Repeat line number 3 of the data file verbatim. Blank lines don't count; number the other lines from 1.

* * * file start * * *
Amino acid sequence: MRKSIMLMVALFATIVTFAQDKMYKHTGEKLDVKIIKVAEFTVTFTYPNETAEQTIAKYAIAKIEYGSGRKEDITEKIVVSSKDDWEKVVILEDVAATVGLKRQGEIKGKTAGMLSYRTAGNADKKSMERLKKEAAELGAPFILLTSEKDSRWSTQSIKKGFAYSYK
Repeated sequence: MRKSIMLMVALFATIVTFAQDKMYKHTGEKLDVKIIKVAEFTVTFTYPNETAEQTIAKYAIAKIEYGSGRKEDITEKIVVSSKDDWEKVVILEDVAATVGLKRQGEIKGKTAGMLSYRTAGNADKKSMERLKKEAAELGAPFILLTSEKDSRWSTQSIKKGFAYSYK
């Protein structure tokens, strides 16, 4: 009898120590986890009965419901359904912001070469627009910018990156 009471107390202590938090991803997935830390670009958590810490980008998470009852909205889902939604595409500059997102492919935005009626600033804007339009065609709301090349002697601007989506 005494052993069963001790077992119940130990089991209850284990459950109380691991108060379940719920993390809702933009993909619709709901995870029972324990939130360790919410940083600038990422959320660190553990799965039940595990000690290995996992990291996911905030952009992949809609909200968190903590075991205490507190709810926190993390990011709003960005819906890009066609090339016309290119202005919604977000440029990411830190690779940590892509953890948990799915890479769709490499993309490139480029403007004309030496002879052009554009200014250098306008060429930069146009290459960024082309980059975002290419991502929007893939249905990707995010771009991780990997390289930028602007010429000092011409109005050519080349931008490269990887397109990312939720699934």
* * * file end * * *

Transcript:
């Protein structure tokens, strides 16, 4: 009898120590986890009965419901359904912001070469627009910018990156 009471107390202590938090991803997935830390670009958590810490980008998470009852909205889902939604595409500059997102492919935005009626600033804007339009065609709301090349002697601007989506 005494052993069963001790077992119940130990089991209850284990459950109380691991108060379940719920993390809702933009993909619709709901995870029972324990939130360790919410940083600038990422959320660190553990799965039940595990000690290995996992990291996911905030952009992949809609909200968190903590075991205490507190709810926190993390990011709003960005819906890009066609090339016309290119202005919604977000440029990411830190690779940590892509953890948990799915890479769709490499993309490139480029403007004309030496002879052009554009200014250098306008060429930069146009290459960024082309980059975002290419991502929007893939249905990707995010771009991780990997390289930028602007010429000092011409109005050519080349931008490269990887397109990312939720699934």